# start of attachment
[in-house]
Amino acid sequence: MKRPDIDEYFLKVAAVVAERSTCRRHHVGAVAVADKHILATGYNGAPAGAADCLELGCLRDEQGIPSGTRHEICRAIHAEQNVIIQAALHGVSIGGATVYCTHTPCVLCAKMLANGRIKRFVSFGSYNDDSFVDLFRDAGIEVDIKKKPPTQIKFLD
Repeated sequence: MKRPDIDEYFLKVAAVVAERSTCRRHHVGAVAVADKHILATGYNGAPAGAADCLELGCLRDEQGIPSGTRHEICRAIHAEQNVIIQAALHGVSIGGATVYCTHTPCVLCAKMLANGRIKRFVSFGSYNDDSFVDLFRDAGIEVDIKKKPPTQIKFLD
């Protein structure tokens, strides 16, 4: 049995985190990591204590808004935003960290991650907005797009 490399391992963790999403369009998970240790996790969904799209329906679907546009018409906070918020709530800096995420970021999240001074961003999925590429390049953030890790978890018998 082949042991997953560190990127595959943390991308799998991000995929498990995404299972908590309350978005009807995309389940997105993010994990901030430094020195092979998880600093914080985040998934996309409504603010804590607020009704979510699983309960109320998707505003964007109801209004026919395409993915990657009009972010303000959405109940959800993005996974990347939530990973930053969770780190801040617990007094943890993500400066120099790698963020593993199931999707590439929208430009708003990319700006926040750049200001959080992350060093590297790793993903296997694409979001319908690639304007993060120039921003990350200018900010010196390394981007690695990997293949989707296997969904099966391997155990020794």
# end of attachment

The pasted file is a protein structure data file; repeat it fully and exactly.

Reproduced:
[in-house]
Amino acid sequence: MKRPDIDEYFLKVAAVVAERSTCRRHHVGAVAVADKHILATGYNGAPAGAADCLELGCLRDEQGIPSGTRHEICRAIHAEQNVIIQAALHGVSIGGATVYCTHTPCVLCAKMLANGRIKRFVSFGSYNDDSFVDLFRDAGIEVDIKKKPPTQIKFLD
Repeated sequence: MKRPDIDEYFLKVAAVVAERSTCRRHHVGAVAVADKHILATGYNGAPAGAADCLELGCLRDEQGIPSGTRHEICRAIHAEQNVIIQAALHGVSIGGATVYCTHTPCVLCAKMLANGRIKRFVSFGSYNDDSFVDLFRDAGIEVDIKKKPPTQIKFLD
């Protein structure tokens, strides 16, 4: 049995985190990591204590808004935003960290991650907005797009 490399391992963790999403369009998970240790996790969904799209329906679907546009018409906070918020709530800096995420970021999240001074961003999925590429390049953030890790978890018998 082949042991997953560190990127595959943390991308799998991000995929498990995404299972908590309350978005009807995309389940997105993010994990901030430094020195092979998880600093914080985040998934996309409504603010804590607020009704979510699983309960109320998707505003964007109801209004026919395409993915990657009009972010303000959405109940959800993005996974990347939530990973930053969770780190801040617990007094943890993500400066120099790698963020593993199931999707590439929208430009708003990319700006926040750049200001959080992350060093590297790793993903296997694409979001319908690639304007993060120039921003990350200018900010010196390394981007690695990997293949989707296997969904099966391997155990020794």